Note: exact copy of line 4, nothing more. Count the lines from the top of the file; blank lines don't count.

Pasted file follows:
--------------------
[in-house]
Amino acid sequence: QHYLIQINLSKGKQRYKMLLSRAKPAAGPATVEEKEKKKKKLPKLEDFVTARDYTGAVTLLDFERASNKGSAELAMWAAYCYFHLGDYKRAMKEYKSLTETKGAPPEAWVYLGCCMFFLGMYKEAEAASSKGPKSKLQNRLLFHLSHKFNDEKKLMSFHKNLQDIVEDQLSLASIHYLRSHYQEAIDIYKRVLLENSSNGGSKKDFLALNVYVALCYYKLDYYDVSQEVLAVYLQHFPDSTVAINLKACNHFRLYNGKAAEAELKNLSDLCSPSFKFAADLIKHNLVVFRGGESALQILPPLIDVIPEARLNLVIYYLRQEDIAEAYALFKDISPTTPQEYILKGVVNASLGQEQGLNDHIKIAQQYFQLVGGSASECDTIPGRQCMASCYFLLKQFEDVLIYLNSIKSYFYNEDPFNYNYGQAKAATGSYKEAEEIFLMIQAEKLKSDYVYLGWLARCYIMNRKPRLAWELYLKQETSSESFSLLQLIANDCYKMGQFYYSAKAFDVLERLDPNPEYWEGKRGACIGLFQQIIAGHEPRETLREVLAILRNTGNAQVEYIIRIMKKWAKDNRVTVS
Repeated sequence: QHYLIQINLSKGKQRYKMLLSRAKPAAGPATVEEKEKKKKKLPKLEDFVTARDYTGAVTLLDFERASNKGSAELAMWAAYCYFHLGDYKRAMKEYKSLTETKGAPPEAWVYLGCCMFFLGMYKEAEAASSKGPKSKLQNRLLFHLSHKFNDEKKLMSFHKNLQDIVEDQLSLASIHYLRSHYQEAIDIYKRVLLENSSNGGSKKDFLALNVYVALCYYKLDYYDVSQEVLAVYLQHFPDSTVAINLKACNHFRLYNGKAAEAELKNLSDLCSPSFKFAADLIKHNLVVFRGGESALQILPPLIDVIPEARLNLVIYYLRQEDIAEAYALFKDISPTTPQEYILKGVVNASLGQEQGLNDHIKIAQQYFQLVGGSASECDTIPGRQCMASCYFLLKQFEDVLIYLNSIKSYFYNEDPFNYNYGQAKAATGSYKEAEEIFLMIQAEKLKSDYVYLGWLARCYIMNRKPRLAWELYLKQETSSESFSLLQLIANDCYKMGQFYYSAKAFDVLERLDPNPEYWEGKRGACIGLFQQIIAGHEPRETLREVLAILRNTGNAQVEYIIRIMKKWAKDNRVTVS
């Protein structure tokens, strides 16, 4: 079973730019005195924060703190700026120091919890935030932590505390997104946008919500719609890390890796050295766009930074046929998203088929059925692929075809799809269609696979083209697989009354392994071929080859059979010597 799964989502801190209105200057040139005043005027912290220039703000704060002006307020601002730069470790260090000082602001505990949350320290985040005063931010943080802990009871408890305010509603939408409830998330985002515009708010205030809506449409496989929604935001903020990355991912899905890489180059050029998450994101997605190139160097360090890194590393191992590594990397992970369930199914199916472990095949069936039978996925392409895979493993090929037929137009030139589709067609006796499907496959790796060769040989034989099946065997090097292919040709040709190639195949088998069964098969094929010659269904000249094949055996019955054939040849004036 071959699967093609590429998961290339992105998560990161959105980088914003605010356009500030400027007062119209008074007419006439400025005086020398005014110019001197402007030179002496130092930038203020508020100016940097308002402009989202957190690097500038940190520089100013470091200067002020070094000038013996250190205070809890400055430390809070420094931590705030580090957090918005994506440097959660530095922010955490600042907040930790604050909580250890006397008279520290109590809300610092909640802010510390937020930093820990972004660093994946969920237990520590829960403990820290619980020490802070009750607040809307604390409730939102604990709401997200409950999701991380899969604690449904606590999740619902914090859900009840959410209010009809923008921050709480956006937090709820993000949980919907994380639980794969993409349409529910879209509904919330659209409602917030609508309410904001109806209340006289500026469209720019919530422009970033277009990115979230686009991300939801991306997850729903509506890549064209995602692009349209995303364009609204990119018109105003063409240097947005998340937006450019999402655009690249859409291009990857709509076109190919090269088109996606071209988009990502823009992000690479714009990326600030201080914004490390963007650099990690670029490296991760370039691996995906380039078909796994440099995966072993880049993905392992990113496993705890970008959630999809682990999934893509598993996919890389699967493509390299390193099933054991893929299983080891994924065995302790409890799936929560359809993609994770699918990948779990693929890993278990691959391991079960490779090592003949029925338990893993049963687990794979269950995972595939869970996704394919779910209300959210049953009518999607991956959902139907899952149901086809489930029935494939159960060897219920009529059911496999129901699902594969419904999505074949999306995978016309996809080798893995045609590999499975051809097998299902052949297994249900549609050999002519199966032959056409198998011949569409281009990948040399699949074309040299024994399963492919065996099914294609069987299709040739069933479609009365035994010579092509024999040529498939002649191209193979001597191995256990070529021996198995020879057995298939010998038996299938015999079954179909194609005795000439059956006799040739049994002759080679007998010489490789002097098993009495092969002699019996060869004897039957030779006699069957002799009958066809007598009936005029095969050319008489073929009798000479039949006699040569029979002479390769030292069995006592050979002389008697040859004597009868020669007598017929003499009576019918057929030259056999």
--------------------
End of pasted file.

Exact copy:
């Protein structure tokens, strides 16, 4: 079973730019005195924060703190700026120091919890935030932590505390997104946008919500719609890390890796050295766009930074046929998203088929059925692929075809799809269609696979083209697989009354392994071929080859059979010597 799964989502801190209105200057040139005043005027912290220039703000704060002006307020601002730069470790260090000082602001505990949350320290985040005063931010943080802990009871408890305010509603939408409830998330985002515009708010205030809506449409496989929604935001903020990355991912899905890489180059050029998450994101997605190139160097360090890194590393191992590594990397992970369930199914199916472990095949069936039978996925392409895979493993090929037929137009030139589709067609006796499907496959790796060769040989034989099946065997090097292919040709040709190639195949088998069964098969094929010659269904000249094949055996019955054939040849004036 071959699967093609590429998961290339992105998560990161959105980088914003605010356009500030400027007062119209008074007419006439400025005086020398005014110019001197402007030179002496130092930038203020508020100016940097308002402009989202957190690097500038940190520089100013470091200067002020070094000038013996250190205070809890400055430390809070420094931590705030580090957090918005994506440097959660530095922010955490600042907040930790604050909580250890006397008279520290109590809300610092909640802010510390937020930093820990972004660093994946969920237990520590829960403990820290619980020490802070009750607040809307604390409730939102604990709401997200409950999701991380899969604690449904606590999740619902914090859900009840959410209010009809923008921050709480956006937090709820993000949980919907994380639980794969993409349409529910879209509904919330659209409602917030609508309410904001109806209340006289500026469209720019919530422009970033277009990115979230686009991300939801991306997850729903509506890549064209995602692009349209995303364009609204990119018109105003063409240097947005998340937006450019999402655009690249859409291009990857709509076109190919090269088109996606071209988009990502823009992000690479714009990326600030201080914004490390963007650099990690670029490296991760370039691996995906380039078909796994440099995966072993880049993905392992990113496993705890970008959630999809682990999934893509598993996919890389699967493509390299390193099933054991893929299983080891994924065995302790409890799936929560359809993609994770699918990948779990693929890993278990691959391991079960490779090592003949029925338990893993049963687990794979269950995972595939869970996704394919779910209300959210049953009518999607991956959902139907899952149901086809489930029935494939159960060897219920009529059911496999129901699902594969419904999505074949999306995978016309996809080798893995045609590999499975051809097998299902052949297994249900549609050999002519199966032959056409198998011949569409281009990948040399699949074309040299024994399963492919065996099914294609069987299709040739069933479609009365035994010579092509024999040529498939002649191209193979001597191995256990070529021996198995020879057995298939010998038996299938015999079954179909194609005795000439059956006799040739049994002759080679007998010489490789002097098993009495092969002699019996060869004897039957030779006699069957002799009958066809007598009936005029095969050319008489073929009798000479039949006699040569029979002479390769030292069995006592050979002389008697040859004597009868020669007598017929003499009576019918057929030259056999």